Top 3 End of Summer Gardening Tips
The benefits of having a home garden are countless. It’s a wonderful way to stay physically active, it can reduce stress levels and offer a relaxing form of self-care, and it can improve the curb appeal of your home. If you’re retired, a garden is a perfect hobby you can do from home while enjoying your yard.
(Gardening Photo: Lisa @ Pexels.com)
Then again, maybe you just love having fresh tomatoes whenever you want!
Whatever the case, gardens are great additions to every home, especially when they’re flourishing throughout the summer. But, now that the season is winding down, home gardeners often find themselves wondering what to do.
Just because the end of summer is near doesn’t mean your green thumb needs to take a break. You might be able to grow a few end of season plants and veggies before the cold weather hits. After that, it’s important to know how to prepare your garden for winter and make sure it will be ready to go when warm weather comes around again.
If you’re not sure how to do that, we’ve got some helpful tips you can use.
1. Get In Some Last-Minute Planting
Whether you plant veggies or flowers, you are probably used to starting in the spring, But, some plants actually do better when they’re sown at the end of summer. Some of the best end-of-summer vegetables to plant include:
- Brussels sprouts
Some of these veggies, like kale, can survive temperatures as low as 20 degrees F (-7 C), so you can enjoy the nutritional benefits of fresh greens well into the fall and early winter.
Keep in mind that what you plant depends on where you live. For example, if you’re in southern British Columbia, you may be able to plant vegetables in late July and August to enjoy during a mild winter, including carrots and greens. If you’re in some parts of the northern U.S., you may be able to plant things like garlic, onions, shallots, and carrots to eventually enjoy with an early spring harvest.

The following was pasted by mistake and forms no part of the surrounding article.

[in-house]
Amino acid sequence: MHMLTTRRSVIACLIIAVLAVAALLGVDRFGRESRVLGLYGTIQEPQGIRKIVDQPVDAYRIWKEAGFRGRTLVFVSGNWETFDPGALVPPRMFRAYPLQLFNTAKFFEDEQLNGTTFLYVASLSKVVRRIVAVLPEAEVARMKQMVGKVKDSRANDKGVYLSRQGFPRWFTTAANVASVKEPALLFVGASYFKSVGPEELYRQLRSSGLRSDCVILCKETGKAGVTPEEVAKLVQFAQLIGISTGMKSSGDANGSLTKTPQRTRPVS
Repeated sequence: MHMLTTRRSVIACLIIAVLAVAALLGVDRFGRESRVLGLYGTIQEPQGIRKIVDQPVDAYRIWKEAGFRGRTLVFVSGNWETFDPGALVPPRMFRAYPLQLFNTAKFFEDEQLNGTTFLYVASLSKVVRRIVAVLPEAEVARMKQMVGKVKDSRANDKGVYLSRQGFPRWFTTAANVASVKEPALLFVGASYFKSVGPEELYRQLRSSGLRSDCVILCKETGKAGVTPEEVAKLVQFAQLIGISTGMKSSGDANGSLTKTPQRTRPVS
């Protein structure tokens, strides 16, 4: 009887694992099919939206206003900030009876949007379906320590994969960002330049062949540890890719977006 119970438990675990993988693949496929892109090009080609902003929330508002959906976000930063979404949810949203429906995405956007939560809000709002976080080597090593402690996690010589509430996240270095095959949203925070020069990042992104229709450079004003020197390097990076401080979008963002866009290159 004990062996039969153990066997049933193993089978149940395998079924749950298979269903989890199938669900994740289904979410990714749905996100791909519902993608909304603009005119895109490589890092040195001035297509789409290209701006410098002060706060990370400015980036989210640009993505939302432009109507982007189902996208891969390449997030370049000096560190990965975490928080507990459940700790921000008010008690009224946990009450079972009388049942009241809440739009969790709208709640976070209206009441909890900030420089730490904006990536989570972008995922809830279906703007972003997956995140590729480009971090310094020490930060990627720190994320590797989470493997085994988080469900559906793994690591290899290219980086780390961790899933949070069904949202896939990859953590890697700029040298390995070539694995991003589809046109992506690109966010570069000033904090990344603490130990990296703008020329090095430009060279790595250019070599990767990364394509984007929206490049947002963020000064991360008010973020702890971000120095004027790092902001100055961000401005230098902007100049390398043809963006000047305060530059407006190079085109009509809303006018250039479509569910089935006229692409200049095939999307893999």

Of course, spring-blooming bulbs like tulips are best planted in the late summer or early autumn (September-October) before the ground freezes.
2. Clean Up Your Garden The Right Way
If you have a flower garden, or you’re done harvesting your crops for the year, cleaning up the area is important. It will keep your garden healthy throughout the winter and make it easier for you to start planting right away when warm weather returns.
Before you start cleaning things up, be sure to snap a few photos of your hard work over the season! Whether you want to remember the beauty of your flowers or the bounty of your vegetable harvest, having some photos can help get you through the colder months. Plus, being outside in natural lighting is one of the best ways to capture some gorgeous pictures from your phone!
Cleaning up your garden doesn’t have to be overwhelming when you follow a few simple steps:
- Clean up any plants that are dying or rotting.
- Remove any weeds that have popped up throughout the season.
- Prepare your soil with compost and other nutrients.
- Cover the bed.
If you’re going to be digging in the soil, make sure you protect yourself. Digging down deep is a great way to disperse nutrients throughout your garden, but make sure your soil doesn’t contain any harmful substances like vermiculite. This is a naturally occurring mineral that used to be mined from the same ore deposits as asbestos. In some regions it was sold as a common gardening component until the 1980s, and may still be found in the soil of some existing gardens today. When exposed, vermiculite it can cause some of the same harmful effects as asbestos, including lung cancer.
Once you have your garden cleaned up, the final step is properly disposing of your yard waste. Some things can be composted and eventually given back to the garden. You can also turn some items into mulch or even feed for local wildlife.
3. Prepare Your Garden For Next Year
If you’ve really got a green thumb and you’re already excited for next spring, you’ll want to take extra steps to make sure your garden is ready. Cleaning up and preparing the soil now are great places to start.
But, you can get a head start on spring growth by doing things like bringing exposed bulbs inside when temperatures get too low, and taking root cuttings from healthy plants to “re-plant” them in the spring. You can keep them healthy all winter by planting them in pots with nutrient-dense soil and creating a greenhouse environment inside your home.
Winter is also a good time to prepare yourself for the next gardening season. Take the time to clean your tools and sharpen some of them if necessary. it’s also a perfect time to research new eco-friendly fertilization methods and even new techniques you might want to try next year. If you’re a true gardening enthusiast, that doesn’t simply go away when it’s colder. So, once your garden is clean and safe, you can keep yourself occupied to make it even more successful next year.
*This article is for general informational purposes only. 50+ World does endorse any product or service providers, nor does it receive remuneration from them. Obtain expert advice from qualified practitioners about your unique situation.*